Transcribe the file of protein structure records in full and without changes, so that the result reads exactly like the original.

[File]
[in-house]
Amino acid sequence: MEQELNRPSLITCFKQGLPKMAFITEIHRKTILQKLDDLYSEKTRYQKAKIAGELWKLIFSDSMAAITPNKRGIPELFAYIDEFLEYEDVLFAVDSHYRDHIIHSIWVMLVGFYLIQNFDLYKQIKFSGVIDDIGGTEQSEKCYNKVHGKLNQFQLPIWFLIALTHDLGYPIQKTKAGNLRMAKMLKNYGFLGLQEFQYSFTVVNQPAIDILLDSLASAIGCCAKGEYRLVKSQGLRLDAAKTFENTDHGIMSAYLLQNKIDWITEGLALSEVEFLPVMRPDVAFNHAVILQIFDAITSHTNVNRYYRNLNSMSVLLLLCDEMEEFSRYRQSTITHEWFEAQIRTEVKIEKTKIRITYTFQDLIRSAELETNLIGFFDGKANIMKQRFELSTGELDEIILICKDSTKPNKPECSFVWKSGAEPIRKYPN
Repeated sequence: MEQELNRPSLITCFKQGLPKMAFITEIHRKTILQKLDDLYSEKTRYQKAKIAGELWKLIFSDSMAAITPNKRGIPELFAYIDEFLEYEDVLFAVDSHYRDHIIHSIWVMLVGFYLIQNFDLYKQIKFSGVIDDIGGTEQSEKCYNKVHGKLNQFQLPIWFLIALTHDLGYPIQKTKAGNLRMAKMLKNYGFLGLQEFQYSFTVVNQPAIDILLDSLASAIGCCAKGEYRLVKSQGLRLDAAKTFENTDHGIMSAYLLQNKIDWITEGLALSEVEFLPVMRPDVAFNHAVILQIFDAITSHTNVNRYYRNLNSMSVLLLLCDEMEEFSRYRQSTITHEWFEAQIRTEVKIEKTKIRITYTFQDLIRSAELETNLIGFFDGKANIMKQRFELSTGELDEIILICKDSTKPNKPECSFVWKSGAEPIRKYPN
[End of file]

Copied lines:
[in-house]
Amino acid sequence: MEQELNRPSLITCFKQGLPKMAFITEIHRKTILQKLDDLYSEKTRYQKAKIAGELWKLIFSDSMAAITPNKRGIPELFAYIDEFLEYEDVLFAVDSHYRDHIIHSIWVMLVGFYLIQNFDLYKQIKFSGVIDDIGGTEQSEKCYNKVHGKLNQFQLPIWFLIALTHDLGYPIQKTKAGNLRMAKMLKNYGFLGLQEFQYSFTVVNQPAIDILLDSLASAIGCCAKGEYRLVKSQGLRLDAAKTFENTDHGIMSAYLLQNKIDWITEGLALSEVEFLPVMRPDVAFNHAVILQIFDAITSHTNVNRYYRNLNSMSVLLLLCDEMEEFSRYRQSTITHEWFEAQIRTEVKIEKTKIRITYTFQDLIRSAELETNLIGFFDGKANIMKQRFELSTGELDEIILICKDSTKPNKPECSFVWKSGAEPIRKYPN
Repeated sequence: MEQELNRPSLITCFKQGLPKMAFITEIHRKTILQKLDDLYSEKTRYQKAKIAGELWKLIFSDSMAAITPNKRGIPELFAYIDEFLEYEDVLFAVDSHYRDHIIHSIWVMLVGFYLIQNFDLYKQIKFSGVIDDIGGTEQSEKCYNKVHGKLNQFQLPIWFLIALTHDLGYPIQKTKAGNLRMAKMLKNYGFLGLQEFQYSFTVVNQPAIDILLDSLASAIGCCAKGEYRLVKSQGLRLDAAKTFENTDHGIMSAYLLQNKIDWITEGLALSEVEFLPVMRPDVAFNHAVILQIFDAITSHTNVNRYYRNLNSMSVLLLLCDEMEEFSRYRQSTITHEWFEAQIRTEVKIEKTKIRITYTFQDLIRSAELETNLIGFFDGKANIMKQRFELSTGELDEIILICKDSTKPNKPECSFVWKSGAEPIRKYPN